Finally, and perhaps most problematically, military leaders have made clear that they do not intend to surrender their privileged position in Myanmar politics quickly. Despite the decisive public rebuke of their leadership, the generals still see themselves as the country’s protectors.

In addition to carefully managing an evolving relationship with the still-powerful military, the new NLD government will face a host of other potentially explosive issues when it formally takes power in April. Hate speech and violence against ethnic and religious minorities threaten the transition. A years-old peace process with ethnic minority armed groups remains stuck. The new government must also find ways to address the impacts of decades of brutality and human rights violations by former military regimes.

This doesn’t negate the importance of the November elections, nor does it necessarily doom the country’s democratic prospects. Despite the challenges, Myanmar actually has several key factors working in its favor. As opposed to some of its neighbors, like Thailand, Myanmar does not suffer from dramatic polarization, which could undermine effective governance. The nation has been able to unite rather easily around Aung San Suu Kyi, who commands enormous respect in almost every corner of the diverse country.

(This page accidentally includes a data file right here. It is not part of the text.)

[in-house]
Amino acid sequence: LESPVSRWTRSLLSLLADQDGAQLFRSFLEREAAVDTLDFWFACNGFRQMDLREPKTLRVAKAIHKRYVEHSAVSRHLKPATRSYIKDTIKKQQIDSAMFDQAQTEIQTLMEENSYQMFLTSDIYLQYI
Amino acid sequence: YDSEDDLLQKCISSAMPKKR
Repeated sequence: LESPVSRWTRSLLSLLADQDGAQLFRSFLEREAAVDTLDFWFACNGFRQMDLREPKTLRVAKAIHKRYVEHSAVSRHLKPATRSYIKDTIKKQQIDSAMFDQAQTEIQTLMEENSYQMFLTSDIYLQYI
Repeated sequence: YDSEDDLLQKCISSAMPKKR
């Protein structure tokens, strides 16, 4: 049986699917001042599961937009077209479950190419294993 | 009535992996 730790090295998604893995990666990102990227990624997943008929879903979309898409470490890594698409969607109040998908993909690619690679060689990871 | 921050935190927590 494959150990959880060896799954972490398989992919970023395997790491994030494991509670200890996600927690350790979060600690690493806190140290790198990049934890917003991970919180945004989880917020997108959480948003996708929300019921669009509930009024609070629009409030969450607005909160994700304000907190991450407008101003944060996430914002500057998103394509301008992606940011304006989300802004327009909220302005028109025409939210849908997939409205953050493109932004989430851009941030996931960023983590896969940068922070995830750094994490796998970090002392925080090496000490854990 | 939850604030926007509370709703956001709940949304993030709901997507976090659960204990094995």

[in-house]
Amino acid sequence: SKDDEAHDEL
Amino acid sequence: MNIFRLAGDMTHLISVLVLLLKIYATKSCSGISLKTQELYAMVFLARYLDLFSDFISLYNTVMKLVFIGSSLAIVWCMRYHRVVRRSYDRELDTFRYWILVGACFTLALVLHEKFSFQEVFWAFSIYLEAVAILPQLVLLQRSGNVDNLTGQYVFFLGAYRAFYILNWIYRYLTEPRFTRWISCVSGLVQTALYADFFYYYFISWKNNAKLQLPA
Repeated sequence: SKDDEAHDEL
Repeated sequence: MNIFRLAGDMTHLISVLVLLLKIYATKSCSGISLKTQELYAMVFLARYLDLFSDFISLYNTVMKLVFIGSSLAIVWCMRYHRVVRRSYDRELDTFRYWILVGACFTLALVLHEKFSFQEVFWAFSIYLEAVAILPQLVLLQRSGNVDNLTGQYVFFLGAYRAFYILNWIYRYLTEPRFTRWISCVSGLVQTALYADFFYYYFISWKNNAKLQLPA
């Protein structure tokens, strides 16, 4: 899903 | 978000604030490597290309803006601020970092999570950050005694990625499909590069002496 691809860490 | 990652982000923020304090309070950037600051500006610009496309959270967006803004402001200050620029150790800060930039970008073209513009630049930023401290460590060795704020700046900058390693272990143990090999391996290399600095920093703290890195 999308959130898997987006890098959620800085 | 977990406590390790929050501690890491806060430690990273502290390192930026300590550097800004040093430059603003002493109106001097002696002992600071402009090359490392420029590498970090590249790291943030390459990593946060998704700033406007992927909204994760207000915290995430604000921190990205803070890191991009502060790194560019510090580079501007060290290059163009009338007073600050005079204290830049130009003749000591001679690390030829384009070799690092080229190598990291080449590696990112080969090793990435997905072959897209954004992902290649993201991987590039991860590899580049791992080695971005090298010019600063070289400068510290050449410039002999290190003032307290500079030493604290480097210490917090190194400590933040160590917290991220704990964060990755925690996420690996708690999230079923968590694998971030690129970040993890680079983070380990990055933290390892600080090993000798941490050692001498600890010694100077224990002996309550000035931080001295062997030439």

Myanmar also benefits from a global movement, developed during the years of oppressive military rule, to support Aung San Suu Kyi and push for democracy. Having spent decades campaigning for a tougher international line against Myanmar’s military regime, the movement now faces an inflection point. It—along with foreign governments like the United States—must navigate the coming road carefully, keeping up the pressure for further reforms without undermining the success of the new government.

This election was a decisive victory for the forces of democracy, and may well have a positive impact in the region and beyond. But it is only a first step. Myanmar’s new leaders must now prove to themselves, their country, and the world that they are capable of turning Myanmar’s moment into more.


Oren Samet is a researcher and political analyst focused on democracy and human rights issues in Southeast Asia.